(What follows is my current submission to the upcoming annual conference of the International Journal of Body Psychology.)
An Anatomical Description of Trauma Response: Three Bones Theory and the Sensory Stations of the Deep core.
Jim Freda is a structural bodyworker and somatic social theorist focusing on the historical and cultural determinants of anatomy.
The human body is self-reproducing, self-organizing, and self-healing, but not without self-awareness. My argument is that there is a simple and intimate anatomical system, called the deep core, that provides that self-awareness. In what follows, I unpack this new, integrative structure as a resource for trauma recovery and its involvement in both postural collapse and gentle, intentional somatic reactivation.
If trauma response is something we can learn from the behavior of animals, and if animals do it naturally (Levine, 2010; Tinbergen 1973), shouldn’t there be a body-wide anatomical system in humans that we could describe that would be similarly intuitive and when activated would have a similar effect? Anatomy is a powerful tool for self-understanding. We can use anatomy to understand and reconnect to our body. In my presentation I will offer an exposition of this richly somatic anatomy.
The instinctual defense cascade has at one end the phenomenon of collapse. This involves a variety of responses, including deafferentation, dissociation, atrophy, and dyskinesis. Essential to our understanding of somatic trauma, we can view this biomechanically as postural collapse and as such it is possible to describe the basic anatomy of this very predictable process.
Science in general and anatomy in particular has treated the body with a heavily mechanistic and reductionist bias. What Thomas Myers has criticized as “individual muscle theory” has been replaced by a much more integrative understanding of structure informed by the “rediscovery” of fascia as a source of mechanical and sensory feedback. There are many different approaches to this new structural, or “architectural” framing of anatomy, but Myers has identified twelve myofascial continuities or “anatomy trains.” These have demonstrated great utility in clinical applications, especially among bodyworkers and movement therapists.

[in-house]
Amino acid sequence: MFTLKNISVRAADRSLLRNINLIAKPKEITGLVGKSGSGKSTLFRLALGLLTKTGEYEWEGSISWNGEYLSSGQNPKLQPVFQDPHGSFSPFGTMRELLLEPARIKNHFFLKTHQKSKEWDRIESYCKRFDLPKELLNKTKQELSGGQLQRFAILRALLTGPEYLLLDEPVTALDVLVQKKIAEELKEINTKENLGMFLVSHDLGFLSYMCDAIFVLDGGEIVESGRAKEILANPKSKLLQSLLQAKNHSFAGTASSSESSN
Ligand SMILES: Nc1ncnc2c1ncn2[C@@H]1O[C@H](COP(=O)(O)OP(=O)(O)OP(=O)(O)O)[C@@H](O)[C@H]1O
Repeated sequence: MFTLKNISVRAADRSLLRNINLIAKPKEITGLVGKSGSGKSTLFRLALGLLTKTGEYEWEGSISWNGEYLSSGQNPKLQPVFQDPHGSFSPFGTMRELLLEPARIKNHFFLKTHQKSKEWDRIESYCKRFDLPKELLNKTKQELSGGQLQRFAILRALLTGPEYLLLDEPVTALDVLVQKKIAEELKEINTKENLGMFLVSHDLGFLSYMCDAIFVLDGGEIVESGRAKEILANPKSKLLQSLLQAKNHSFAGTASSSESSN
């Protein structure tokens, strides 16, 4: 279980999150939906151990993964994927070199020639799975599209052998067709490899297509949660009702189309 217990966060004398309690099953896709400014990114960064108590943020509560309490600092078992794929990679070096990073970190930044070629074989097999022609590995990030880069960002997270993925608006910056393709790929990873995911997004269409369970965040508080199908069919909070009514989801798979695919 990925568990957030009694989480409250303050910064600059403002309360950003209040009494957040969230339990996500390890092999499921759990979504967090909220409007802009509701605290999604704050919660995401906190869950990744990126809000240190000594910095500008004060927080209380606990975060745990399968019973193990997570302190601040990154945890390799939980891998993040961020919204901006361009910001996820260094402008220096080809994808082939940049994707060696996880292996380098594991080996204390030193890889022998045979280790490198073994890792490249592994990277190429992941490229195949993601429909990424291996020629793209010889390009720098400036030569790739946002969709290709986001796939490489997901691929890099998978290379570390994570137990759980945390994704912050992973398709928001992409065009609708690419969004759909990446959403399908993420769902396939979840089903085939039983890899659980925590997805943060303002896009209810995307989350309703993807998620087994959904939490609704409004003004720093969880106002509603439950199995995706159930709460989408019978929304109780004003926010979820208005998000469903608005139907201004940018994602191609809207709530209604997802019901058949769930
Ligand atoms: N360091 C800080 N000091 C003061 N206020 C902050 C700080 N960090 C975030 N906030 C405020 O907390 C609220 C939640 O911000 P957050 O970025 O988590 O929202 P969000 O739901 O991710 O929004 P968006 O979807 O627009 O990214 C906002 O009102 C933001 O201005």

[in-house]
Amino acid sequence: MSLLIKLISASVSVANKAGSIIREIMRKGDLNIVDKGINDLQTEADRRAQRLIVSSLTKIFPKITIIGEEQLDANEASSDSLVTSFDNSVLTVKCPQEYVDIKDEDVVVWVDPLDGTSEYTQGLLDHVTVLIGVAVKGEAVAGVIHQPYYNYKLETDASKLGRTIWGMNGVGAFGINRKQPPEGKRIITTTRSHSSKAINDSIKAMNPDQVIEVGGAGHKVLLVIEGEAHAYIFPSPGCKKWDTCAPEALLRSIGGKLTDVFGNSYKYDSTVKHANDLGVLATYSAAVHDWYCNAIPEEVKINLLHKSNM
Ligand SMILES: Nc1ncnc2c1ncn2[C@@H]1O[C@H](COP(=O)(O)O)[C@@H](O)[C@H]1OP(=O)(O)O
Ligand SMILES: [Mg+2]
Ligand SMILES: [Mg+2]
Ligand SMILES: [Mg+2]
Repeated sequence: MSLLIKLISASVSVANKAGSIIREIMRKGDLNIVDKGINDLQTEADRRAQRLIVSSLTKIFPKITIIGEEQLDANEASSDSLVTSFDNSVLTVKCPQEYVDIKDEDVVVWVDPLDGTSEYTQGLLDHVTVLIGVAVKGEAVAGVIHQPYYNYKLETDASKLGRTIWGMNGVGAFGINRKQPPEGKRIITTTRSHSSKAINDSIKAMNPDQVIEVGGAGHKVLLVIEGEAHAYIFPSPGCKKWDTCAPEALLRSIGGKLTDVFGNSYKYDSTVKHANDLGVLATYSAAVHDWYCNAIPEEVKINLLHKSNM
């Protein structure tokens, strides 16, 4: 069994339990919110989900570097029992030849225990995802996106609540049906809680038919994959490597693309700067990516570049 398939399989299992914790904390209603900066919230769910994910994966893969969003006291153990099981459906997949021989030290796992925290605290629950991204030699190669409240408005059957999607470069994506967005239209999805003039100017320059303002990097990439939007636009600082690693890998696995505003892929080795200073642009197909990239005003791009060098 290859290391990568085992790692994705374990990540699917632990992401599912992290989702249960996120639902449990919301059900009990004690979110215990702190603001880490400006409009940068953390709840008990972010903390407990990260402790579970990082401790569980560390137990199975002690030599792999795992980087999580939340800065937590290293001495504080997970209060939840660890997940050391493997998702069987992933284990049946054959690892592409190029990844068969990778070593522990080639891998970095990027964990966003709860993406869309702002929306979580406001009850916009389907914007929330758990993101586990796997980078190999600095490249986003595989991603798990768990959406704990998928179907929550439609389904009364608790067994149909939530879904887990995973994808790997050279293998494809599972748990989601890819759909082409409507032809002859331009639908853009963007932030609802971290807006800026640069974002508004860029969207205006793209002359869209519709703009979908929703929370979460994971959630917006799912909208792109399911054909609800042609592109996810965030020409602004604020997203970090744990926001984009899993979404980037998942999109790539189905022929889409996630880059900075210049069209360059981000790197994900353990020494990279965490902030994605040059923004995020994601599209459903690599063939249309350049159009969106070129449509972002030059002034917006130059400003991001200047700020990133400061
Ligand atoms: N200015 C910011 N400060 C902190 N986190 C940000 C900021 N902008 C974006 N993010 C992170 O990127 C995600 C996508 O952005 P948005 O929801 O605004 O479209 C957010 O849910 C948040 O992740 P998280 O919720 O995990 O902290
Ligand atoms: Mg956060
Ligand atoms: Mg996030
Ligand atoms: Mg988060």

As Beevor (1904) famously observed, “the brain knows the body through movements and not muscles.” We function in patterns of movement and these patterns can be maladaptive. The deep postural core is where traumatic memory is stored, and although the anatomy of the deep core, like the postural system itself, is largely unconscious, we can nevertheless access and activate it as a source of resilient self-awareness. The simple smile is a practical example of this somatic anatomy.
The deep core is an important anatomical discovery. It runs from the tongue to the big toe through our deepest center down along the anterior axial line, including the pericardium, diaphragm, psoas, and the muscles of the pelvic basin. This single system is highly innervated and includes our most sensitive areas, the body’s “sensory stations”, which invite awareness. Awareness, structure, and function are closely interrelated. The human body, like that of other animals, is designed to maintain itself and renegotiate many forms of trauma naturally from within.
In my presentation, I describe this anatomy in terms of its sensory-motor significance. The deep core itself is already well-understood, however my contribution is to take the basic myofascial anatomy and flesh it out functionally. Doing so we see that the deep core runs through each major juncture of the body, where it has an important organizing role. These junctures are at either end of the spine, where the deep core emerges to the surface like the navels of an orange. In addition to the groin and throat/face complex, an additional sensory station exists in the sensitive feet, where we connect to the ground.
Each of these highly complex areas is an excellent focus for body meditation but each is also a major articulation centered on a prominent bone. These three bones are the jaw, the pubic bone, and the hallux, or big toe. Each of these bones is of great significance to movement but each has been profoundly stressed in modern culture, resulting in atrophy, deafferentation, and collapse. Bony dysfunction accompanies chronic somatic collapse but in turn we can use these simple anatomical levers in gentle, natural movements to recover our vitality and awareness.
Beevor, C. (1904). The Croonian Lectures on The Muscular Movements and Their Representations in the Central Nervous System. Adlard and Son. https://wellcomecollection.org/works/zhggtedq
Levine, P. (2010) In An Unspoken Voice. North Atlantic Books.
Myers, T. (2014). Anatomy Trains: Myofascial Meridians for Manual and Movement Therapists, 3rd Edition. Elsevier.
Tinbergen, N. (1973). Ethology and Stress Disease. Lecture for the Nobel Prize in Physiology of Medicine. https://www.nobelprize.org/uploads/2018/06/tinbergen-lecture.pdf
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